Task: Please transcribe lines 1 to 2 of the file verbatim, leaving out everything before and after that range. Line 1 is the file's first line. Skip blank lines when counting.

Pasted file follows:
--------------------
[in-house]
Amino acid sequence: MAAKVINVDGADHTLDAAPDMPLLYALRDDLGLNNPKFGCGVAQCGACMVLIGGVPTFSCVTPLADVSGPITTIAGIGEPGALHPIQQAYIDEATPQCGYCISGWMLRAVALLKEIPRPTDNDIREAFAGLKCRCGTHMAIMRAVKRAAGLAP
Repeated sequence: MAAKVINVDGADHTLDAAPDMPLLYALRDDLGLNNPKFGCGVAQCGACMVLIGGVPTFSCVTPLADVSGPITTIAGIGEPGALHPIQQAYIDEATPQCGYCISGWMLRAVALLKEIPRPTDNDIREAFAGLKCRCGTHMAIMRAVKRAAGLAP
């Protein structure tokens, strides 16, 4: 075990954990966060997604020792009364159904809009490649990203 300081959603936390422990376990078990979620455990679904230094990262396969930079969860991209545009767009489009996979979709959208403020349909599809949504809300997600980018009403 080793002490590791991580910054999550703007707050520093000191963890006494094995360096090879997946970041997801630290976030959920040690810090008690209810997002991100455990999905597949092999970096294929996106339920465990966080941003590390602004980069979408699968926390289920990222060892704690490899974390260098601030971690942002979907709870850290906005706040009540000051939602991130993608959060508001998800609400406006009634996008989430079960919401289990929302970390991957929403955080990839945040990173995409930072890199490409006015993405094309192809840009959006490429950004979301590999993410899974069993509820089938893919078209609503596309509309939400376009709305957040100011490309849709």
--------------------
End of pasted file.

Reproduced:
[in-house]
Amino acid sequence: MAAKVINVDGADHTLDAAPDMPLLYALRDDLGLNNPKFGCGVAQCGACMVLIGGVPTFSCVTPLADVSGPITTIAGIGEPGALHPIQQAYIDEATPQCGYCISGWMLRAVALLKEIPRPTDNDIREAFAGLKCRCGTHMAIMRAVKRAAGLAP